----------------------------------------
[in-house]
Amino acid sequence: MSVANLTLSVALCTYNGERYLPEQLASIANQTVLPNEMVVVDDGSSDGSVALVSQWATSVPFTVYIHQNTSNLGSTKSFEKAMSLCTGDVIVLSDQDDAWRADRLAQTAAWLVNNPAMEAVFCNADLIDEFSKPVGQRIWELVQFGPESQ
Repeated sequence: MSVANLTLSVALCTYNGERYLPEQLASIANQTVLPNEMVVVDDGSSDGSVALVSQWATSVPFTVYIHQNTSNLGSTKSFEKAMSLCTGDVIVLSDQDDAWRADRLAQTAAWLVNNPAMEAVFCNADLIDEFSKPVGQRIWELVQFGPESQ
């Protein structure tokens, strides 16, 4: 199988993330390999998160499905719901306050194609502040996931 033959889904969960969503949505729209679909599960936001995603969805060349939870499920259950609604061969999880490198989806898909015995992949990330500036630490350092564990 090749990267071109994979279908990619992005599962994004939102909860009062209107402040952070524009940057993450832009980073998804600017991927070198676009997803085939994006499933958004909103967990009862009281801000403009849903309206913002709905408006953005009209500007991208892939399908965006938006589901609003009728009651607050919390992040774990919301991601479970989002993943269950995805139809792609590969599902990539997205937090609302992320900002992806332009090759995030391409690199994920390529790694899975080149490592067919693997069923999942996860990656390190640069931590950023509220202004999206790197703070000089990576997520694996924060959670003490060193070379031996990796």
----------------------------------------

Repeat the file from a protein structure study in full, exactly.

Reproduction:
[in-house]
Amino acid sequence: MSVANLTLSVALCTYNGERYLPEQLASIANQTVLPNEMVVVDDGSSDGSVALVSQWATSVPFTVYIHQNTSNLGSTKSFEKAMSLCTGDVIVLSDQDDAWRADRLAQTAAWLVNNPAMEAVFCNADLIDEFSKPVGQRIWELVQFGPESQ
Repeated sequence: MSVANLTLSVALCTYNGERYLPEQLASIANQTVLPNEMVVVDDGSSDGSVALVSQWATSVPFTVYIHQNTSNLGSTKSFEKAMSLCTGDVIVLSDQDDAWRADRLAQTAAWLVNNPAMEAVFCNADLIDEFSKPVGQRIWELVQFGPESQ
């Protein structure tokens, strides 16, 4: 199988993330390999998160499905719901306050194609502040996931 033959889904969960969503949505729209679909599960936001995603969805060349939870499920259950609604061969999880490198989806898909015995992949990330500036630490350092564990 090749990267071109994979279908990619992005599962994004939102909860009062209107402040952070524009940057993450832009980073998804600017991927070198676009997803085939994006499933958004909103967990009862009281801000403009849903309206913002709905408006953005009209500007991208892939399908965006938006589901609003009728009651607050919390992040774990919301991601479970989002993943269950995805139809792609590969599902990539997205937090609302992320900002992806332009090759995030391409690199994920390529790694899975080149490592067919693997069923999942996860990656390190640069931590950023509220202004999206790197703070000089990576997520694996924060959670003490060193070379031996990796």